The entering Schedler Honors College Scholars and University Scholars classes of 2020 have an average high school GPA above 4.0 and an average ACT score of 30. The Honors College class includes 102 students from Arkansas and five students from out-of-state. A quarter of the incoming cohort are first-generation college students.
All members of the incoming honors class were selected using a holistic admissions process that factors in the applicant’s academic performance, writing ability, and service and leadership potential. The process, which requires written essays, letters of recommendation, and participation in a daylong orientation and interview for Schedler Honors College applicants, has held up within the national collegiate honors community as one of the most thorough admissions processes in the nation.
Acceptance into the Schedler Honors College comes with access to UCA’s top scholarship, access to a living/learning community in Jefferson W. Farris Honors Hall and participation in a unique interdisciplinary curriculum with ample opportunities for service learning, project-based education, collaborative work, undergraduate research, travel abroad opportunities and internship support. Students in the Schedler Honors College average approximately 1,000 cumulative hours of community service annually. Honors Scholars participate in a unique interdisciplinary curriculum that focuses on the individual growth and transformation of each student while preparing them to be leaders in their chosen fields.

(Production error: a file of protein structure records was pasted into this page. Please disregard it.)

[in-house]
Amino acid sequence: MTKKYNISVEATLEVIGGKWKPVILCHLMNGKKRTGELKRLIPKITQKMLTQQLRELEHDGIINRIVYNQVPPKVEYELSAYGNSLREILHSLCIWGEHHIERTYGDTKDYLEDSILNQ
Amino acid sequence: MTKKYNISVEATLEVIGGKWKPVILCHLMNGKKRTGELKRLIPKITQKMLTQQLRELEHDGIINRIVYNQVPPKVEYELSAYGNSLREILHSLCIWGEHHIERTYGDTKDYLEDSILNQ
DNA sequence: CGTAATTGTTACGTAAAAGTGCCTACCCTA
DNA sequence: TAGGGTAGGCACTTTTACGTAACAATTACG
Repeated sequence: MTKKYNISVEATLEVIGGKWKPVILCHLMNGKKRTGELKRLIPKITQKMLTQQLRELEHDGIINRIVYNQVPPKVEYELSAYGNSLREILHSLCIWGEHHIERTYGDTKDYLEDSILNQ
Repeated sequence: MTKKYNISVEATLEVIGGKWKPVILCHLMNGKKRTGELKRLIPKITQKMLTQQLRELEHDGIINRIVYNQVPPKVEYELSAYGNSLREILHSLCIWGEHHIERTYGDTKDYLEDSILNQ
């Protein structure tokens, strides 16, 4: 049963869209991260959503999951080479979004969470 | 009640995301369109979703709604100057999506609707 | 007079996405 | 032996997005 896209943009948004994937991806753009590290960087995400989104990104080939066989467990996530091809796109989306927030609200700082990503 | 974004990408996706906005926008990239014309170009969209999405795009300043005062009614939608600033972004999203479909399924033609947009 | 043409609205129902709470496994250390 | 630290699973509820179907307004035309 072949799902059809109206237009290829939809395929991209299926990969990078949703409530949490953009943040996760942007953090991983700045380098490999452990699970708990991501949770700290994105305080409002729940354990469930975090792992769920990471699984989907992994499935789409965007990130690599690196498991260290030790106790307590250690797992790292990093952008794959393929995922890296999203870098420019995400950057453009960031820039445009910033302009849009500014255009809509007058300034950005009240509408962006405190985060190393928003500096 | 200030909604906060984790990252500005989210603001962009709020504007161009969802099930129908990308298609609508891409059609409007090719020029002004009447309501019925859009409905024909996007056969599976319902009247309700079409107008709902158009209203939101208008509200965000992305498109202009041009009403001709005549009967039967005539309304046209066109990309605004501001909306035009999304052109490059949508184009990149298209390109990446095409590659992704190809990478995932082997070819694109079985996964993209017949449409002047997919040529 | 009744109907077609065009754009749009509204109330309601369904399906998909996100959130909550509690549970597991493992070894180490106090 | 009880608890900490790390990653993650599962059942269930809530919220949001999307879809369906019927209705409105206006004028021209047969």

Established in 1982 by Norbert O. Schedler under the leadership of then-President Jefferson Farris Jr., the Schedler Honors College at UCA has become one of the most full-featured in the nation and is a leader in providing enhanced educational opportunities in a living/learning environment designed to develop students as citizen-scholars.
Now in its third year, the University Scholars Program is a four-year honors program that operates alongside the Norbert O. Schedler Honors College. Acceptance into the University Scholars Program comes with an academic stipend and access to a living-learning community in Jefferson W. Farris Honors Hall. Students in the University Scholars Program have opportunities to participate in service-learning projects, leadership training and undergraduate research, with the goal of developing them as socially responsible leaders within their chosen field. The program was started in 2018 under the leadership of Honors College Dean Patricia Smith and UCA President Houston Davis.
The names and schools of each Honors College student in Faulkner County follows.
Jake Bridgers, Conway High School
Emily Briggler, St. Joseph High School
Joslyn Bruenger, Conway High School
Kyra Butler, Conway High School
Lillian Clark, Conway High School West
Carraig Craun, Conway High School
Marshall Cunningham, Conway Christian High School
Griffin Deitrick, Conway High School
Kristina Jones, homeschooled in Conway
Wyatt Lawrence, Conway Christian High School
Rodrigo McCarthy-Galvan, Conway High School
Allysia Rainey, Conway High School
Alan Rathmann, Conway High School
Francesca Redditt, Conway High School
Nicholas Brorman, St. Joseph High School
Emma Dunlap, Conway High School
Abbie Flake, St. Joseph High Schoo.
Lakyn Phillips, Mayflower High School
To view the full list of scholars, visit uca.edu.